"In order for China to have such an investor base it is far more important that investors have better financial and economic information and a mechanism to enforce discipline on managers than shiny but dangerous derivative toys, which can exacerbate self-reinforcing behavior," says Pettis.

The crisis, on the other hand, also underscores the need for regulatory reform.

"The current financial crisis that has pushed major Wall Street players into bankruptcy means that leaders from the business world have called upon all countries to help improve matters. No one is an island. What we need is international cooperation," says Liu Mingkang, chairman of the China Banking Regulatory Commission.

The coordinated rate cuts taken by six central banks on Wednesday, in fact, also show international regulators' determination to strengthen their cooperation.

But Charles Dallara, managing director of the Institute of International Finance (IIF), a global association of financial services firms with more than 390 member institutions, believes that effective multilateral cooperation requires the reform of current global institutional arrangements.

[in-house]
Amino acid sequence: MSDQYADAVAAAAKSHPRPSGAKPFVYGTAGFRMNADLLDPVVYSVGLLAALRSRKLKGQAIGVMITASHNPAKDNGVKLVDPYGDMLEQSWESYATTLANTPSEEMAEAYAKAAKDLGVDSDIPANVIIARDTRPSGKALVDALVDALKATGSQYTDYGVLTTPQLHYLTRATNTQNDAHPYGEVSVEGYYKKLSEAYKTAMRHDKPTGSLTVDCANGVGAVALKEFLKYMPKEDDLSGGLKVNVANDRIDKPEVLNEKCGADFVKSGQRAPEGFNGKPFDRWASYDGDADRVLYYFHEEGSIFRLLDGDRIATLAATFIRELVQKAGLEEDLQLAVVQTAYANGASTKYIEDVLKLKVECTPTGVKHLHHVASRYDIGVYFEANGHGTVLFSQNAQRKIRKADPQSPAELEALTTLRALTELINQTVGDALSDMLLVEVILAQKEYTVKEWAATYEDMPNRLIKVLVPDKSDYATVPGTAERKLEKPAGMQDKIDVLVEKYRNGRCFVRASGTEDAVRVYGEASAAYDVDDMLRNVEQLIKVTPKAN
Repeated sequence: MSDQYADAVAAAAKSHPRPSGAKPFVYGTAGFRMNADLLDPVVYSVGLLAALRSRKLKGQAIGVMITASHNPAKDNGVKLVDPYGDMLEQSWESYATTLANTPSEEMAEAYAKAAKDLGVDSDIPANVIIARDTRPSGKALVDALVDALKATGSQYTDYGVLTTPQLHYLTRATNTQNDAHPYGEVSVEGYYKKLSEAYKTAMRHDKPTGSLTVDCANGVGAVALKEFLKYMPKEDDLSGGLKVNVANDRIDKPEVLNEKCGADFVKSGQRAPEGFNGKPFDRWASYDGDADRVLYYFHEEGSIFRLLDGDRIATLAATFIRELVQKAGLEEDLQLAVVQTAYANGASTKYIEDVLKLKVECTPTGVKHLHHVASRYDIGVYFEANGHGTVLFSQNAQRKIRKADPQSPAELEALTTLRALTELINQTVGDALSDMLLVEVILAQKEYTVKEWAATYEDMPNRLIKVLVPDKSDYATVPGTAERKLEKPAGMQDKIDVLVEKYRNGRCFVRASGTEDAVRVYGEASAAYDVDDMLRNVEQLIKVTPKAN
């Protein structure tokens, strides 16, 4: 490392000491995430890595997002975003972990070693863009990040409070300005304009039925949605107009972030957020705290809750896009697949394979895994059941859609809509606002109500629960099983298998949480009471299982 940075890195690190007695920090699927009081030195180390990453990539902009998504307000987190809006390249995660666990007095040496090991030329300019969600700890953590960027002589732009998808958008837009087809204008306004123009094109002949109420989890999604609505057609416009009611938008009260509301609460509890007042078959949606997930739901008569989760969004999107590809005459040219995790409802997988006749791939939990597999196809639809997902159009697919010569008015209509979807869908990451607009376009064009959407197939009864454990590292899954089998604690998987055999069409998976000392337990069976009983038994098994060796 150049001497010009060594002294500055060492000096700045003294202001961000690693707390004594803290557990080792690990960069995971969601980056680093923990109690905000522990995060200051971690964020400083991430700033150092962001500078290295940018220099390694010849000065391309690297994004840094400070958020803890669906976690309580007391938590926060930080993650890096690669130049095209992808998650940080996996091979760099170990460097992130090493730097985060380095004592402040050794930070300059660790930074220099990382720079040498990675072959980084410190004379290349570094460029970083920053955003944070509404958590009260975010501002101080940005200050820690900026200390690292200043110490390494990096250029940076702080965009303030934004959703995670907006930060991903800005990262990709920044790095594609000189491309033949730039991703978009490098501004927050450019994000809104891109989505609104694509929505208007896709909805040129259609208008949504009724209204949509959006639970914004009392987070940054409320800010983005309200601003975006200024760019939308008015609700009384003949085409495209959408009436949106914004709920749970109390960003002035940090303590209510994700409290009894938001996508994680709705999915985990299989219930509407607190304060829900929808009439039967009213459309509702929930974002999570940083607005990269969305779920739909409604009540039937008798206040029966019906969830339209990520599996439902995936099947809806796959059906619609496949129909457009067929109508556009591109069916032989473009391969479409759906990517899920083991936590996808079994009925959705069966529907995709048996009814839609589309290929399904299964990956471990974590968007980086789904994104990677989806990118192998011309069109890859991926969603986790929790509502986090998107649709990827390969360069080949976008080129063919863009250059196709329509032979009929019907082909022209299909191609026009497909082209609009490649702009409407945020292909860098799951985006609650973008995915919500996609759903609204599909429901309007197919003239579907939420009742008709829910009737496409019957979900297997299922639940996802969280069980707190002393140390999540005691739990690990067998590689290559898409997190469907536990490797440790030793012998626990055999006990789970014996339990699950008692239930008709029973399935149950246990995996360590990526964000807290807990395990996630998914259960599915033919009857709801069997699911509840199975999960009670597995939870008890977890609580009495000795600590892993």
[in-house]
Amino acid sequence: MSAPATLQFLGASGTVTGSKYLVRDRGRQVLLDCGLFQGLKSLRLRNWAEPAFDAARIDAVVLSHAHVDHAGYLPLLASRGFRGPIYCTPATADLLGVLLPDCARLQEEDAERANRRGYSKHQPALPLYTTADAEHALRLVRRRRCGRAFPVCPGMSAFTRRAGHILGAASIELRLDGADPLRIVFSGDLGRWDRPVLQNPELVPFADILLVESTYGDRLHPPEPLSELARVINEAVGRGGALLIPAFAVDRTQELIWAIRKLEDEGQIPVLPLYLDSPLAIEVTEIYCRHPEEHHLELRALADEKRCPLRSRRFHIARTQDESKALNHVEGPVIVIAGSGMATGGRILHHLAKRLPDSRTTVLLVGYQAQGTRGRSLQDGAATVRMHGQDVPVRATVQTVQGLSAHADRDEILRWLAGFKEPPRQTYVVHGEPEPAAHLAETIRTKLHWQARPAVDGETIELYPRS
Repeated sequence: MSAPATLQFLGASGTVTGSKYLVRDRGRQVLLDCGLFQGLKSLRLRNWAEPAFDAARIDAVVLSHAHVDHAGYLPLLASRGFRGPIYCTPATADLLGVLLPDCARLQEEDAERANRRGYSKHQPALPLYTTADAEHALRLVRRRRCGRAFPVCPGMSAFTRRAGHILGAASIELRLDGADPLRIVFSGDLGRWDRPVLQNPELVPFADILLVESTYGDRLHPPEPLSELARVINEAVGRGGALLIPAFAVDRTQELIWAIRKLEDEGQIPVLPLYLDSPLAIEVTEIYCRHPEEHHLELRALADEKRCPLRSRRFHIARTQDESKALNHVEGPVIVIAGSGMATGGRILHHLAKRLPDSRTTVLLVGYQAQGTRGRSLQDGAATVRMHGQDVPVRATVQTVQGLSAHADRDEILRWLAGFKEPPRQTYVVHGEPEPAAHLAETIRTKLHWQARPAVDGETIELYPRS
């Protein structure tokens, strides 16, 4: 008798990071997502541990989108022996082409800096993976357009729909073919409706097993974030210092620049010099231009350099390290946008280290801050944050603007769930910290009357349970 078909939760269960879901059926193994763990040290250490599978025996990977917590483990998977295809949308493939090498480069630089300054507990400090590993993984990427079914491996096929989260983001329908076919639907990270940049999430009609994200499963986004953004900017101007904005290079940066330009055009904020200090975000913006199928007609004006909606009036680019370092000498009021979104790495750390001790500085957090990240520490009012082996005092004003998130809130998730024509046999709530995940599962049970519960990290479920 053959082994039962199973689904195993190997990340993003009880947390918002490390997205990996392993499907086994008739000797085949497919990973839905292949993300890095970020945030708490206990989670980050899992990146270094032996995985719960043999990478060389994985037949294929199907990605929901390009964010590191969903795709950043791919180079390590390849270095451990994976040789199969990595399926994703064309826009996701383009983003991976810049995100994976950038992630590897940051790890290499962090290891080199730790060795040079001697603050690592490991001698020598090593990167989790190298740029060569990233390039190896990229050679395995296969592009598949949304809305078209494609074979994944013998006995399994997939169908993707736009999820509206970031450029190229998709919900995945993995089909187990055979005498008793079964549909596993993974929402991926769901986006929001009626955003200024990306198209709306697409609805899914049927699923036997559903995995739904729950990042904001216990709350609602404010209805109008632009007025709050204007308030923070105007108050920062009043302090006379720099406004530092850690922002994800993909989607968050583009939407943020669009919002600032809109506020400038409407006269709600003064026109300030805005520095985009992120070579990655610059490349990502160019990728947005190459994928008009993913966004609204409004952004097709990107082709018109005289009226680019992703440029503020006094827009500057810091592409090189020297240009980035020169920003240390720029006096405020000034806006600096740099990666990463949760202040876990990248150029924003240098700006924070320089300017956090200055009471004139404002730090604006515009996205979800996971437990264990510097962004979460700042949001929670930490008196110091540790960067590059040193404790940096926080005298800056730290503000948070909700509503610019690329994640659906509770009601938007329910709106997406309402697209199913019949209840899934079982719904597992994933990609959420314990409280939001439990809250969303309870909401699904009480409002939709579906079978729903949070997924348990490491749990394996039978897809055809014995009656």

"A new global regulatory coordinating body should be established to monitor and coordinate financial regulation and supervision on an internationally consistent and convergent basis, for systemically important firms," he says.

According to World Bank President Robert Zoellick, the Group of Seven (G7) developed nations is no longer effective and should be replaced by a steering group that includes emerging economic powers like China, India and Brazil.